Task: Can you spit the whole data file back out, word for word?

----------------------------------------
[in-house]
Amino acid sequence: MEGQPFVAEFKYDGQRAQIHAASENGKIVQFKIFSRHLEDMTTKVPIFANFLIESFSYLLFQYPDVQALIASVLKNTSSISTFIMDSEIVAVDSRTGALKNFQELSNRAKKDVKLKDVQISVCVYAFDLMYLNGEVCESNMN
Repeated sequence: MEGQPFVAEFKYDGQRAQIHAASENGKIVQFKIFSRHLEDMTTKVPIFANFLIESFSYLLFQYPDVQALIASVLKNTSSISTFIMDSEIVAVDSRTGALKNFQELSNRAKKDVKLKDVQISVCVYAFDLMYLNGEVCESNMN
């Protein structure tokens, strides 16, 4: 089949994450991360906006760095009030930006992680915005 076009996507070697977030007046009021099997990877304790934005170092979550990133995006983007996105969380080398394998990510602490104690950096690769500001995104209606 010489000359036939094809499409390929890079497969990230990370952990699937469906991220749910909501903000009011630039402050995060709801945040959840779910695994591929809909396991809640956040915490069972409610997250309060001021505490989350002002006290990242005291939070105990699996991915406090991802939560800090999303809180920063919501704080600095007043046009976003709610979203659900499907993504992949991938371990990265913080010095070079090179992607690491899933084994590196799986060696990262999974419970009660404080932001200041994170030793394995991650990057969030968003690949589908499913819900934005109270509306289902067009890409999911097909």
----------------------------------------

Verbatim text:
[in-house]
Amino acid sequence: MEGQPFVAEFKYDGQRAQIHAASENGKIVQFKIFSRHLEDMTTKVPIFANFLIESFSYLLFQYPDVQALIASVLKNTSSISTFIMDSEIVAVDSRTGALKNFQELSNRAKKDVKLKDVQISVCVYAFDLMYLNGEVCESNMN
Repeated sequence: MEGQPFVAEFKYDGQRAQIHAASENGKIVQFKIFSRHLEDMTTKVPIFANFLIESFSYLLFQYPDVQALIASVLKNTSSISTFIMDSEIVAVDSRTGALKNFQELSNRAKKDVKLKDVQISVCVYAFDLMYLNGEVCESNMN
């Protein structure tokens, strides 16, 4: 089949994450991360906006760095009030930006992680915005 076009996507070697977030007046009021099997990877304790934005170092979550990133995006983007996105969380080398394998990510602490104690950096690769500001995104209606 010489000359036939094809499409390929890079497969990230990370952990699937469906991220749910909501903000009011630039402050995060709801945040959840779910695994591929809909396991809640956040915490069972409610997250309060001021505490989350002002006290990242005291939070105990699996991915406090991802939560800090999303809180920063919501704080600095007043046009976003709610979203659900499907993504992949991938371990990265913080010095070079090179992607690491899933084994590196799986060696990262999974419970009660404080932001200041994170030793394995991650990057969030968003690949589908499913819900934005109270509306289902067009890409999911097909």